A Conversation With Synead
New York's Synead is the epitome of multi-hyphenate. The singer, dancer, and “artivist” recently returned from a summer in London, but we had time to talk with her about her craft, and the amazing video for “Tropicao” (that makes us miss the summer already). As eventful as her summer was, she's still charging forward, recently releasing the sleek-yet-gritty “Lost In The Wild” single on Noon Pacific Records.
“I'm an animal, I'm dangerous,” she affirms on the new single, which was produced by frequent collaborators Richie Quake and Matt FX. She's also amazing. Take a look below as she also dishes on her perceived responsibilities as an activist, her upcoming music project, and how her Caribbean roots have influenced her music.
Cypher League: As co-founder of Millions March NYC before, how has the break from activism helped you to create more music?
It gave me space. It allowed me to create time for myself to move beyond my boundaries or anything I could imagine. I also needed to figure out where I stood with myself in life and gaining clarity on this was very important because I can’t gain clarity if I’m in a constant emotional and psychological flux, ya know? I have been very focused on challenging my sense and methods of expression. It’s a process for sure, but worthwhile.
After taking a hiatus from the world of activism you ventured off to London, what motivated the move?
Well, I applied to a summer theatre program at RADA (Royal Academy of the Dramatic Arts). It was nerve racking waiting to hear, but then I got accepted and it was an amazing experience. I had the opportunity of coming together with a really talented group of people (The Baker’s Dozen <3!) and some really great work came out of it. I was supposed to come back to New York at the end of August, but I ended up staying almost half the year with my family in Croydon. I took that time to dedicate myself to creating work every day. I told my homegirl, Bridget Perez, that this was a “four beats, one autumn” kind of era for me.
Artists like James Baldwin and Josephine Baker left the states and found a home in Europe because of the undeniable racist climate during the 60’s. Do you feel that your time in London has brought you a different perspective in terms of how you’re viewed as a Black woman?
I have been fortunate enough to live in very diverse; metropolitan cities. Spending time in London has just reminded me that there’s so much more opportunity out here in the world and I shouldn’t feel obligated or tied to staying in the United States to attain some level of happiness. It’s an easy outlet to the rest of the world- a lifetime worth of experiences. Something I always keep in mind is that racism is a radicalized worldwide view and there are so many facets in which it plays in. I’m sometimes fetishized in the USA or exoticized in Europe, but it’s not always the case. I focus much more on exploring the openness and freedom that I don’t get when I’m back home.
Nina Simone said that an “An artist’s duty as far as I’m concerned, is to reflect the times.” Although you took a break from activism do you believe that as an artist it’s your duty to make sure your music reflects our current political climate? If so, in what ways will your new project do that?
Well, the political climate of the United States is ever-changing. I believe it’s important to be socially aware of what’s happening in your community/world and address it especially when you have a platform. However, I also believe that there are varying ways to express these opinions. My new project highlights the period of my life right when I decided to really take charge and figure out who I am and where I stand in the world- the early stages of my journey of self-exploration.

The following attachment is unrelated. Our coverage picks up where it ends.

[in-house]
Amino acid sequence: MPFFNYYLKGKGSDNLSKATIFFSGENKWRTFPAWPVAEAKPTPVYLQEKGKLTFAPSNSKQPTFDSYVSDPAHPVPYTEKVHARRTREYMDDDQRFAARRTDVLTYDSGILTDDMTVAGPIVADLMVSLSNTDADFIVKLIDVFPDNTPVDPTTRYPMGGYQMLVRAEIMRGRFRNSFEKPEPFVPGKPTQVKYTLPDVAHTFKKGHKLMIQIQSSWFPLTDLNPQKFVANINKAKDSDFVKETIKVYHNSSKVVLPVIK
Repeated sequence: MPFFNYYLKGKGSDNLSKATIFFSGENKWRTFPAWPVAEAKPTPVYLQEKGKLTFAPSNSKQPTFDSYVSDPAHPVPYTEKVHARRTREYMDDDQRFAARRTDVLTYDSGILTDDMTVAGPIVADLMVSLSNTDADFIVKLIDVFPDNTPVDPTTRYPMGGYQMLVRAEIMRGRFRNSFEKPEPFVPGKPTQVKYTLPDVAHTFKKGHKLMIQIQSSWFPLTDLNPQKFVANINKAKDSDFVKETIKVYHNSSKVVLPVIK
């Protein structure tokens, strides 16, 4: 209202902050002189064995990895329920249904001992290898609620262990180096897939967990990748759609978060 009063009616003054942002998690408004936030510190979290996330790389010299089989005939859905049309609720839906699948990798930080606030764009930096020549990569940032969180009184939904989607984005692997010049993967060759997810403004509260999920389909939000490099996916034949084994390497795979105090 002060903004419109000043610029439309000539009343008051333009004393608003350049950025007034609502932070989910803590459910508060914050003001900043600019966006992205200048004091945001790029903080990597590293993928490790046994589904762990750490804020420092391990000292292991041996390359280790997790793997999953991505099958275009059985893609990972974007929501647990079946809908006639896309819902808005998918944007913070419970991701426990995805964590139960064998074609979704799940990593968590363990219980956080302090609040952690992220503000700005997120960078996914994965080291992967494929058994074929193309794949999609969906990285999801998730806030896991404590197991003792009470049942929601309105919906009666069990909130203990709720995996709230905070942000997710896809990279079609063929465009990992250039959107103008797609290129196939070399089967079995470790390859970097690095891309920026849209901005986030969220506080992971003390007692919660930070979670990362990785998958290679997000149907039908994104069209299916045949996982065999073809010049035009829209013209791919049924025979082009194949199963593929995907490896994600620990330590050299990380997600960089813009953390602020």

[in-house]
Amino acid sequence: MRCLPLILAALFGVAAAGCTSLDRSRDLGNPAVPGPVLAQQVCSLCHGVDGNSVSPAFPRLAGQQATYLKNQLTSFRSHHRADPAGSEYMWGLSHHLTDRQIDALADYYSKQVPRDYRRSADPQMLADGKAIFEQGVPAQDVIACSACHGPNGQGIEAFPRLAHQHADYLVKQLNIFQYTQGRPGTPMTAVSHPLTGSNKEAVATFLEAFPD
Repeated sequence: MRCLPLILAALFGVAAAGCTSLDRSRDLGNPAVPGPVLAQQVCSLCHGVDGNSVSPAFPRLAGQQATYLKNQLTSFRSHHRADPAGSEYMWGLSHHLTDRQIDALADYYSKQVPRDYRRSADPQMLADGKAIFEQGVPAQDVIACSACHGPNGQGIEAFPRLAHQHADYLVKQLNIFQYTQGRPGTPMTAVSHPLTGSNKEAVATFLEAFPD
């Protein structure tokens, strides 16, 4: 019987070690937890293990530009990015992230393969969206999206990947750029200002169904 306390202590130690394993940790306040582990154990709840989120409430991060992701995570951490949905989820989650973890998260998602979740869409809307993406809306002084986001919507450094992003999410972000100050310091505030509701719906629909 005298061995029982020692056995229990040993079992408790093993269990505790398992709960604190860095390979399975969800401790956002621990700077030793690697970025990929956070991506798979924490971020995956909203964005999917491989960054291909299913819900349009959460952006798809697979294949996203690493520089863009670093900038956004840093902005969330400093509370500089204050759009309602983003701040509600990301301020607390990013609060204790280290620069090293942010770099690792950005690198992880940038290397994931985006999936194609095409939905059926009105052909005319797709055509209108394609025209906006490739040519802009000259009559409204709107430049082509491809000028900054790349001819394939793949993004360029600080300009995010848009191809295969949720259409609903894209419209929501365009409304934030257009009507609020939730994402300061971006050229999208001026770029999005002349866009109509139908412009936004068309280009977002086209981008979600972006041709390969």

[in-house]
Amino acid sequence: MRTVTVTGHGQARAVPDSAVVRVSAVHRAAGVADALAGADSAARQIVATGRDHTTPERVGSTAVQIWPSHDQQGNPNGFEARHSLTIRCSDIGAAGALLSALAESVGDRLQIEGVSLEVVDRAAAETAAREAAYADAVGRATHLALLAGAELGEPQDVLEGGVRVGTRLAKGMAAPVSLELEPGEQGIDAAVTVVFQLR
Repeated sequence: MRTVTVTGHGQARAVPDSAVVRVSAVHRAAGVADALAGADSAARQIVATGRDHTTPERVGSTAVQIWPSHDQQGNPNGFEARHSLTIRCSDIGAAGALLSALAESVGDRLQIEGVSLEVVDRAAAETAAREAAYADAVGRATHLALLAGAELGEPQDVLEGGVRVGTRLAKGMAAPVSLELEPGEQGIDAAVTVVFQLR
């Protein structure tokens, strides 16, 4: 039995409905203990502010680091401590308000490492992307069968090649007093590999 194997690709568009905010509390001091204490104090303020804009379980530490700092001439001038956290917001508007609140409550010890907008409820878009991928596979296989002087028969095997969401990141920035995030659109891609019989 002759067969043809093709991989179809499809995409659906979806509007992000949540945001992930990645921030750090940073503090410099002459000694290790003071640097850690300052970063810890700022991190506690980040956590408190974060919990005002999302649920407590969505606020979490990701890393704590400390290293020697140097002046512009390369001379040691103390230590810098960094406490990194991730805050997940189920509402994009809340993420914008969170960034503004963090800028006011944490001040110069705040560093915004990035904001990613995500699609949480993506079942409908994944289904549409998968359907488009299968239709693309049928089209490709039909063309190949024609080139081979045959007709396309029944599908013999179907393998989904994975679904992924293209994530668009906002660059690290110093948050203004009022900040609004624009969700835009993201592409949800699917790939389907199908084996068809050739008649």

In what ways does being a Trini-American influence your musical sound on tracks like "Tropicao" and your overall project?
Growing up in a Caribbean household and right around the corner from a really popular roti shop, there was always a man outside selling CDs of soca mixes and reggae mixes. This led to me find out about the very diverse nature of the Caribbean and its heavy African and Asian influences with. The tenacity of vocal runs, percussion, melodic flair… it was all very appealing to me. Who knows? You might just hear some of that...
The video for "Tropicao" is amazing. What was the experience like shooting this video?
HELLA FUN. We landed really early in the morning and everyone was coming from jouvert so everyone looked a hot mess covered in baby powder, paint, the works. My cousin picked myself and the squad up, we dropped some stuff off at my Uncle Wayne’s house then we mobbed out and starting shooting. We got to Lady Young Lookout then made our way to the road and just kept hopping in and out of the people and bands. Four days of madness and of my cousin driving us around from location to location. We did it on such short notice as well. It was all happening really fast, but it was all happening really right.
What are your thoughts on pop music/electronic exploring Dancehall, Soca & other Caribbean sounds?
The greatest thing about pop music is that it stands for “popular music” and all these genres have always been very prominent in my life. Others get to experience a taste of the culture, music, and nuances I’ve grown up with. It’s great for me as well because it’s a genre of music I’m familiar with so it’s all very inherent to me. It comes very easily. I just worry about the long-running problem that is the exploitation of all things black culture and the exclusion of actual black people partaking in it. I don’t want that to be the case with this exploration, hence I’m going to hop in the mix.
When should we expect to hear more music from this project?
Keep a look out. There’s something coming soon. You ‘gon like it. *cue Kimmi Parker laugh*